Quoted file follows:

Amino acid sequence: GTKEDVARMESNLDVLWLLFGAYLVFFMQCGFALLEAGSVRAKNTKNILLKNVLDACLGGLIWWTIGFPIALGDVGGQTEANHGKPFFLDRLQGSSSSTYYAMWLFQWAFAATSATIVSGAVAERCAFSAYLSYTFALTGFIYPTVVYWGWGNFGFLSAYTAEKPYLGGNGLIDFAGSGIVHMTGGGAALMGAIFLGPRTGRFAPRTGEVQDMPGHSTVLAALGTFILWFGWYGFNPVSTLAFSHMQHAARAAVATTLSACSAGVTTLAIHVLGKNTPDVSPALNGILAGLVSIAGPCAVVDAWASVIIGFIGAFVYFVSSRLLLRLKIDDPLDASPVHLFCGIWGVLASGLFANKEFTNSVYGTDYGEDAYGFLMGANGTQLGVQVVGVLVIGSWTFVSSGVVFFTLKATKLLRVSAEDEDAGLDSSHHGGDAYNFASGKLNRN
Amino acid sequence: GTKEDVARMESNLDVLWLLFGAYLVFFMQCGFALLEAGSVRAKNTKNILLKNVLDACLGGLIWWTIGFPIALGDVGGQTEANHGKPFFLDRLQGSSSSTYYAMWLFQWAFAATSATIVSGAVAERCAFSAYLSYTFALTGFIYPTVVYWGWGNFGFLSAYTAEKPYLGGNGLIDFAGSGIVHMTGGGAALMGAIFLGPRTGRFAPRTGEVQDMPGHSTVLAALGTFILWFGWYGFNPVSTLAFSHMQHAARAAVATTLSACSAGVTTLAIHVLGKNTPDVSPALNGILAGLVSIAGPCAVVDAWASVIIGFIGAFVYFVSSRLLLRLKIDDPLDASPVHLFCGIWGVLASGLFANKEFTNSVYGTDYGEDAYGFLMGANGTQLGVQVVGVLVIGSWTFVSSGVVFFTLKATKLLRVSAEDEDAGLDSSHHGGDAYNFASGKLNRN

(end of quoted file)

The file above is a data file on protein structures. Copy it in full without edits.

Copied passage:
Amino acid sequence: GTKEDVARMESNLDVLWLLFGAYLVFFMQCGFALLEAGSVRAKNTKNILLKNVLDACLGGLIWWTIGFPIALGDVGGQTEANHGKPFFLDRLQGSSSSTYYAMWLFQWAFAATSATIVSGAVAERCAFSAYLSYTFALTGFIYPTVVYWGWGNFGFLSAYTAEKPYLGGNGLIDFAGSGIVHMTGGGAALMGAIFLGPRTGRFAPRTGEVQDMPGHSTVLAALGTFILWFGWYGFNPVSTLAFSHMQHAARAAVATTLSACSAGVTTLAIHVLGKNTPDVSPALNGILAGLVSIAGPCAVVDAWASVIIGFIGAFVYFVSSRLLLRLKIDDPLDASPVHLFCGIWGVLASGLFANKEFTNSVYGTDYGEDAYGFLMGANGTQLGVQVVGVLVIGSWTFVSSGVVFFTLKATKLLRVSAEDEDAGLDSSHHGGDAYNFASGKLNRN
Amino acid sequence: GTKEDVARMESNLDVLWLLFGAYLVFFMQCGFALLEAGSVRAKNTKNILLKNVLDACLGGLIWWTIGFPIALGDVGGQTEANHGKPFFLDRLQGSSSSTYYAMWLFQWAFAATSATIVSGAVAERCAFSAYLSYTFALTGFIYPTVVYWGWGNFGFLSAYTAEKPYLGGNGLIDFAGSGIVHMTGGGAALMGAIFLGPRTGRFAPRTGEVQDMPGHSTVLAALGTFILWFGWYGFNPVSTLAFSHMQHAARAAVATTLSACSAGVTTLAIHVLGKNTPDVSPALNGILAGLVSIAGPCAVVDAWASVIIGFIGAFVYFVSSRLLLRLKIDDPLDASPVHLFCGIWGVLASGLFANKEFTNSVYGTDYGEDAYGFLMGANGTQLGVQVVGVLVIGSWTFVSSGVVFFTLKATKLLRVSAEDEDAGLDSSHHGGDAYNFASGKLNRN